Perhaps we have entered an era in American politics where immigration reform is no longer a partisan issue. Following a drubbing by Latino voters in the recent presidential election, Republicans are going to need to reach across the aisle and attempt to appeal to a growing electorate of Latino voters. Recent nationalist state immigration legislation, backed primarily by Republicans in congress, has created a rift between the GOP and a booming Latino population. This divide has caused Latino support to nosedive, from a healthy 44% in 2004 to a miniscule 27% support in 2012. Simply put, Republicans are going to need to change this concerning trajectory.
So how will the GOP reframe the immigration debate to honor party lines, while not abandoning the largest growing population in the United States? The answer is simple: Economics. As we saw in our recent presidential debate banter, the economy is the trendiest way to win political clout, while dollars and cents reasoning will continue to motivate the political right. For long term proponents of immigration reform, appeal to the economic benefit of bringing millions of potential taxpayers "out of the shadows" is neither modern nor revolutionary. While Speaker John Boehner has already endorsed bipartisan conversation regarding immigration reform, time will tell whether the GOP can mobilize some of their more hard-line critics of a comprehensive reform.
While the idea of immigration reform is thrown around often in political circles, specifics differ. 2016 Presidential hopeful, Senator Marco Rubio (R-Fla), the son of Cuban immigrants, may appeal to Latino voters by advocating for federal legislation somewhat similar to the DREAM Act, creating paths for legalized status of immigrant youth, while calling for reinforced borders and sustained militarization of our southern border. Bipartisan legislation may well be on the way, as Senators Lindsey Graham (R-SC) and Chuck Schumer (D-NY) come across the aisle to discuss the federal overhaul of a broken system. Their proposition includes more readily available work-based visas, stimulating the economy by putting more professionals to practice.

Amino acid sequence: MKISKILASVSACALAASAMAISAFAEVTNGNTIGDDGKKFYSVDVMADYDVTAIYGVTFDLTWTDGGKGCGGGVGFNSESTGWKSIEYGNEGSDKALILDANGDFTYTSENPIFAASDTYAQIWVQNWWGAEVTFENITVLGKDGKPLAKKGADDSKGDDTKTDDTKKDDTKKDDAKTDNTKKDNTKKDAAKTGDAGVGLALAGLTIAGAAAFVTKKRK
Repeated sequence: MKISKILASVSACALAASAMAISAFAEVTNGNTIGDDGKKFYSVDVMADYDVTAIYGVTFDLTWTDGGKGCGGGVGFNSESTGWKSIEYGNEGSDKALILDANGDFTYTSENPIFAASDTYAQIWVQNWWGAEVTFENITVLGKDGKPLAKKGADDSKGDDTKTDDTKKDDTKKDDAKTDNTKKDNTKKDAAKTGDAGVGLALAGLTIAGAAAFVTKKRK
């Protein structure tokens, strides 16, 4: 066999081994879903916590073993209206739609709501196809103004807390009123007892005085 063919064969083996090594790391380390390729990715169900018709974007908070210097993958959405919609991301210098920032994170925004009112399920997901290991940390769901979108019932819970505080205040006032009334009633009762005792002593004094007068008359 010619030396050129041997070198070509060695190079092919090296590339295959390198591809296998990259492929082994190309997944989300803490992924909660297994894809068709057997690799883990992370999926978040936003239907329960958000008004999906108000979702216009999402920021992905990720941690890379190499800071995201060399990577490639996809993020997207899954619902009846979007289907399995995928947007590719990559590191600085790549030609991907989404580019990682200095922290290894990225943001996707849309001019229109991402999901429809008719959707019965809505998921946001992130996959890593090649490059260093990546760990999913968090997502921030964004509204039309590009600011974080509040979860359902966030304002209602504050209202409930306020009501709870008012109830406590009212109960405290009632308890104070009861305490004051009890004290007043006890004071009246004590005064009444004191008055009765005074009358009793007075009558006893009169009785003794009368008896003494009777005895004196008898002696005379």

Although it is a good sign that conversation has increased and we finally appear to be moving towards 21th century immigration reform, we must remain informed about our rights as citizens, lawful residents, or undocumented persons. The rhetoric sounds sympathetic to immigrants and immigrant families, but reality shows us that mass deportations are occurring with unchanged frequency. Contact the Simon Law Group for all of your immigration needs. Our experienced staff has defended the rights of countless immigrants, put families on the path to citizenship, and halted untimely deportations.
Call Houston immigration attorney Sebastian J. Simon today to discuss your case and schedule a consultation.